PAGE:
How to make Korean sauerkraut (Kimchi)

It’s midway through autumn here on the Adelaide plains, and the garden is producing in abundance as the summer crops such as tomatoesDSCN5260 finish up and greener vegetables start to flourish thanks to the occasional rain shower, cooler days and sunny weather. Among these leafy vegetables are the Chinese cabbages, the basic ingredient for the spicy Korean fermented vegetable called Kimchi. Our regular German sauerkraut recipe can be found here; Kimchi is made with more coarsely chopped Chinese cabbage rather than the finely-shredded German ‘filderspitzkraut’ of our traditional green sauerkraut.

DSCN0007The ingredients are all available from the kitchen garden and are simplicity itself for the cook to wander around and harvest. These consist of one head of Chinese cabbage (cored and chopped), a bunch of chopped spring onions, a cup of grated carrots, a grated Daikon (Japanese) radish (see photo on left), a tablespoon of freshly grated ginger, three cloves of peeled and crushed garlic, a half teaspoon of chilli flakes (we use fresh chilli, because that’s ready in the garden too), a tablespoon of sea salt and four tablespoons of whey. These prepared ingredients all get put into a large heavy duty pan and pounded with a wooden mallet to release the juices. DSCN5254The mixture is then placed in wide-mouthed glass jars and pressed down firmly with the pounder until the juices come to the top of the cabbage. The top of the vegetables should be a few centimetres below the top of the jar, which is closed up and left to start the lacto-fermentation process that will preserve this autumn produce for many months to come without refrigeration or freezing. Our recipe is based on that from the book ‘Nourishing Traditions’ by Sally Fallon.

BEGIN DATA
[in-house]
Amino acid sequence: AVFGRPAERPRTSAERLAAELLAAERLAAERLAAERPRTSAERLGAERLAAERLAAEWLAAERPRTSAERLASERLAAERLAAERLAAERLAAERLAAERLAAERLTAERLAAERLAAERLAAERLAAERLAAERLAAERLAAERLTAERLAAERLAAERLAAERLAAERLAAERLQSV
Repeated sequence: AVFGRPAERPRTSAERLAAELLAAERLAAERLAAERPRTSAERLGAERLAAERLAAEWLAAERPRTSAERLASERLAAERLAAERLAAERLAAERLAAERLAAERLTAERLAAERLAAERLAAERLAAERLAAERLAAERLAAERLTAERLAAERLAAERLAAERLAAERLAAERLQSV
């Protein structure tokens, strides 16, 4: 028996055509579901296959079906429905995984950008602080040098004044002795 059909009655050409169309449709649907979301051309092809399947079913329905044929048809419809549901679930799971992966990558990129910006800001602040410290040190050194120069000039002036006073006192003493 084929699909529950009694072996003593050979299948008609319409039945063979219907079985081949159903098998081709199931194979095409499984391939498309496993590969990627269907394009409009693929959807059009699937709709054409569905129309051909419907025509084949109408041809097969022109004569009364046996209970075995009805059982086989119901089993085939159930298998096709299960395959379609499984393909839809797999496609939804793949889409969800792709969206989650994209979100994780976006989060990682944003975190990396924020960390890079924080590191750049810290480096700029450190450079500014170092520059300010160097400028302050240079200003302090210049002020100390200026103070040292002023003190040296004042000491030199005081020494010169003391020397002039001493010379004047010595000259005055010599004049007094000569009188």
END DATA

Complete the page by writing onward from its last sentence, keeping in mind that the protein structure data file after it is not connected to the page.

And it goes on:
Miner's Lettuce ... coming up everywhere in the garden! I usually let it go to seed at the end of its growing season. Then it pops up with a vengeance as soon as the first good autumn rains hit the soil. It's a pretty plant and delicious in salads (raw) and sautéed leafy veggies.

I love nettles!

Aren't they just beautiful!?
And they are really tasty, too!

Today's lunch - Nettle Omelette:

Heat butter/oil, add some chopped garlic (and onion), bung in washed nettle leaves. Cover with lid until nettles are wilted.
Pour in some beaten eggs, seasoned with salt & pepper. Add chopped parsley, and some grated parmesan. Bung lid back on until the omelette is set.
Slide on to a plate, add a dash of home-made chilli sauce, if so desired. YUM!
Don't be put off by the 'hairy' nettles - they have lost their sting and it's fine to eat them.